Georgia’s first African American state trooper dies
ATLANTA - The Georgia State Patrol is honoring the life of one of their own who not only broke barriers but also came to exemplify the absolute best of the Georgia Department of Public Safety.
Retired Major Robert Hightower, Georgia’s first African American state trooper hired by the Georgia State Patrol in 1970, died last Friday.
Major Hightower retired with distinction as the Division Director of Driver Services in 1998 after 28 years of service.
Hightower started his career with the Georgia State Patrol on July 13, 1970. Not one to settle to just be a trooper, Hightower spent his off-hours studying at Atlanta Law School and received an Associate of Arts Degree in Police Administration in 1976 from DeKalb Community College. Six years later, he received a Bachelor of Science Degree in Criminal Justice Administration from Brenau College. In 1985, he received a Master of Science in Executive Decision-Making from Atlanta University and later completed the Level V Management Series, State Merit System at the University of Georgia.
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His continued devotion to furthering his education in his field earned him a promotion to corporal in 1974, serving as Assistant Post Commander at Post 9 in Marietta. Four years later he was transferred to Atlanta Headquarters and designated as Supervisor and Coordinator of the Statewide Driver Improvement Program.
By 1979, Hightower was prompted to sergeant and became a Certified Grievance Hearing Officer for the Georgia Merit System for 17 years. Within 2 years, he was promoted again, this time to lieutenant before becoming the supervisor of the Insurance Services Section in April 1987.
Hightower continued to climb in the ranks. In June 1989 he became supervisor of the Driver’s License Section and the following year became a captain. Just four years later, he became Division Director of the Driver Services Division and was promoted for his efforts there in 1995 to major.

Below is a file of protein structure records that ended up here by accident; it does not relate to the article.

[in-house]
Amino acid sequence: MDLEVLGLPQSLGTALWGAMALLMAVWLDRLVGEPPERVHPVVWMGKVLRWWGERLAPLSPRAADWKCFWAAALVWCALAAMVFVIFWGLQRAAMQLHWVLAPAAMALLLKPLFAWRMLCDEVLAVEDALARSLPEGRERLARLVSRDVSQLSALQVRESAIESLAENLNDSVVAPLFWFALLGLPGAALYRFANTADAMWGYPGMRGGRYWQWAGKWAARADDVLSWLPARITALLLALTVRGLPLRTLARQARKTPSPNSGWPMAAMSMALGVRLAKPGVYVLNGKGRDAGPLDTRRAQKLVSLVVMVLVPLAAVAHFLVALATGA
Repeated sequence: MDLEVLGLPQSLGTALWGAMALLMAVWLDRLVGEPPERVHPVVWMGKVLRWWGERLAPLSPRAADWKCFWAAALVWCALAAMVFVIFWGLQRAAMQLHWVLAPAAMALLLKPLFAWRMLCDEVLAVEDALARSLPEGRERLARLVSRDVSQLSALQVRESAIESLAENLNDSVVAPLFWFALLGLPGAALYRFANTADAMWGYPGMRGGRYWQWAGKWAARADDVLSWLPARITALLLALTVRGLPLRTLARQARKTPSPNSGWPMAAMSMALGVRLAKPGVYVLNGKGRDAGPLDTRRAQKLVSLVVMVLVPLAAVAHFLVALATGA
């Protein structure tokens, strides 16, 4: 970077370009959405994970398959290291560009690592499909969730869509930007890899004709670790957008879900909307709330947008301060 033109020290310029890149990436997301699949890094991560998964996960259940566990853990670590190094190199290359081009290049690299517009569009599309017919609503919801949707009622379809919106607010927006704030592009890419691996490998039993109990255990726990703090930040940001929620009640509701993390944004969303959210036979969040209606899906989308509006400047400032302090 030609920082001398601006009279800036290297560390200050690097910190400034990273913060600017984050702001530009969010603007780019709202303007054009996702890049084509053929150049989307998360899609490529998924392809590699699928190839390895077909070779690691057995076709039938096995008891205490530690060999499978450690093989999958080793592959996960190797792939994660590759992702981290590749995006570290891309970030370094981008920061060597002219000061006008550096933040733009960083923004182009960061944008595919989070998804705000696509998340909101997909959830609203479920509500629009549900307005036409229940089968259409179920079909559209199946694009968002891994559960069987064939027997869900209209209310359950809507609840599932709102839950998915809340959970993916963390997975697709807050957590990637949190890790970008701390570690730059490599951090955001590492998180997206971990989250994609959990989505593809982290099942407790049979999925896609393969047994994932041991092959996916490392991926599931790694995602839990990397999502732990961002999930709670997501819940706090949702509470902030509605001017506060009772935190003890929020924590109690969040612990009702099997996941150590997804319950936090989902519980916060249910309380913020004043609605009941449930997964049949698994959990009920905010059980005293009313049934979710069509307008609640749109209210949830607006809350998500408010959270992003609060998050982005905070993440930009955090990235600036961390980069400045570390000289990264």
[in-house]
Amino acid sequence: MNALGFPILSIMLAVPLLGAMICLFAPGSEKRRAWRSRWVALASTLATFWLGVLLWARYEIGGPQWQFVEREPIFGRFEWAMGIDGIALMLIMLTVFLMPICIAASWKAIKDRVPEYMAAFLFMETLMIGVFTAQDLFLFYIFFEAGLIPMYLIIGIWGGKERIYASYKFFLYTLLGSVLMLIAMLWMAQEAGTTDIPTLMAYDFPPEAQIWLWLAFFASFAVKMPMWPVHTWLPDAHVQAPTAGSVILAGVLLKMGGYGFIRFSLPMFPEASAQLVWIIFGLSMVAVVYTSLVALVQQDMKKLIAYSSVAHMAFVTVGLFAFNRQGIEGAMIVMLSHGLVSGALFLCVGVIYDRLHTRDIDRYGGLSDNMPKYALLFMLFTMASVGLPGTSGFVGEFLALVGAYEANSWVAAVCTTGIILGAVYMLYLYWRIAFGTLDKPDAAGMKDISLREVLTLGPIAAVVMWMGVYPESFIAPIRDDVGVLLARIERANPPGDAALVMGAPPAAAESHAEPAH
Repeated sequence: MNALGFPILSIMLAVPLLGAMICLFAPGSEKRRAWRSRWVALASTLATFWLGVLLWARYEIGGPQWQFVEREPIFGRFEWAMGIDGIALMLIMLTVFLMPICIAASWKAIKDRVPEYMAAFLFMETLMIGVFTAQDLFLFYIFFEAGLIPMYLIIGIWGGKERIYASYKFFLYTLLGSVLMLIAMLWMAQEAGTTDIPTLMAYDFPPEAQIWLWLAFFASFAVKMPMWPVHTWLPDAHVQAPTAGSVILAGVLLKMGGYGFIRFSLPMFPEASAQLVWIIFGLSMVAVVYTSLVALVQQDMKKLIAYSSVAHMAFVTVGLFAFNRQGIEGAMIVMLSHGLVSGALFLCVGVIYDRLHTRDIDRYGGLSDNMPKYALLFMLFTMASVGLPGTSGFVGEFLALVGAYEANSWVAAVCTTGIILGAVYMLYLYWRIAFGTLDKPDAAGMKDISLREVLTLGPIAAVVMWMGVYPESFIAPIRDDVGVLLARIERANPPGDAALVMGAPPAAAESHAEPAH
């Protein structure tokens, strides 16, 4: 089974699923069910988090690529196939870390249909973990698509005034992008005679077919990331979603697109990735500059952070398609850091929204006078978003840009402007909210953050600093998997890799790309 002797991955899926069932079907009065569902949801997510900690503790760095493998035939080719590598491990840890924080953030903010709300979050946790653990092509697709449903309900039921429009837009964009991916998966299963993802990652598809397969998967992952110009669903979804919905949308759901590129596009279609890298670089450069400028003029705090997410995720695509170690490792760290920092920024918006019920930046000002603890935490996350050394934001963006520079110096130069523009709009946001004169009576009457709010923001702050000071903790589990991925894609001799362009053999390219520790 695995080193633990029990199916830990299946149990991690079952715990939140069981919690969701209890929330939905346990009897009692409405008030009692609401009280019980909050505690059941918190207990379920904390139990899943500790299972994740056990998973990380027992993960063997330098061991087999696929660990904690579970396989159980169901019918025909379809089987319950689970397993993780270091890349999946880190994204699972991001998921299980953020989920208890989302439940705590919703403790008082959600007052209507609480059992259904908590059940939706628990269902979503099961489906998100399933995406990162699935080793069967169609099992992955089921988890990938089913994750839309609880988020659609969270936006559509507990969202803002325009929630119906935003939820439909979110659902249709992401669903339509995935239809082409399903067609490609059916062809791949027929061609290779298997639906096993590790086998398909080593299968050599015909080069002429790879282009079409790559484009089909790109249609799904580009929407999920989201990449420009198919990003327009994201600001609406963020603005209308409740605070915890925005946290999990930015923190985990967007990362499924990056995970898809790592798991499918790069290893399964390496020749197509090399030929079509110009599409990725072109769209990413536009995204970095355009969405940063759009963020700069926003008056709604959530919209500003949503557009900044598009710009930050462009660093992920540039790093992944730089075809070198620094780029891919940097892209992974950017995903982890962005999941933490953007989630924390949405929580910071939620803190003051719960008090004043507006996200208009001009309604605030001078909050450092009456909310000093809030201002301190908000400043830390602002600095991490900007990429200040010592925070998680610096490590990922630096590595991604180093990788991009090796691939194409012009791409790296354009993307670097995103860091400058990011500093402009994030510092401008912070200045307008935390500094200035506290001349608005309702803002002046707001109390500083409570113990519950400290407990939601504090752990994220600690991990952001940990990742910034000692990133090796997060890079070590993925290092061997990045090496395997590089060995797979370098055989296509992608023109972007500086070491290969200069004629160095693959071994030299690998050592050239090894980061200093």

Major Hightower retired from the Department of Public Safety in 1998.
Despite retiring from GSP, he didn’t retire from public service becoming the Driver’s License consultant and liaison between DPS and the Georgia General Assembly.
In 2001, Driver Services was transferred from DPS to the newly created Department of Motor Vehicle Safety, now the Department of Driver Services . He was appointed by the Speaker of the House, Tom B. Murphy, to serve as the Sergeant of Arms/Doorkeeper for the Georgia General Assembly, House of Representatives until 2004.
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Hightower also served as a Civil Disorder Mediator and Conciliator in the State of Georgia for 19 years. He also provided executive security detail for Judges, Reverend Martin Luther King, Sr. and his family, and government officials for over 34 years. During the 1996 Olympic Games, he was the Venue Commander at the Joint Coordinating Center in Atlanta.
Hightower received numerous awards and served on the Board of Directors, Chairman for the Department of Public Safety Credit Union, and Chairman of the Finance Committee for the American Association of Motor Vehicle Administrators in the United States of America
Major Hightower was survived by his wife of 58 years, Betty Jean Wright, their two children, and three granddaughters.
He is a member of Hoosier Memorial United Methodist Church in Atlanta and Kappa Alpha Psi Fraternity, Inc.
Funeral services for Major Hightower will be Saturday, Sept. 26 at New Calvary Missionary Baptist Church in Atlanta. The Georgia State Patrol will pay a final tribute to Major Robert Hightower during his funeral where troopers from Troop C will provide a funeral escort for the family and the GSP Honor Guard will serve as pallbearers.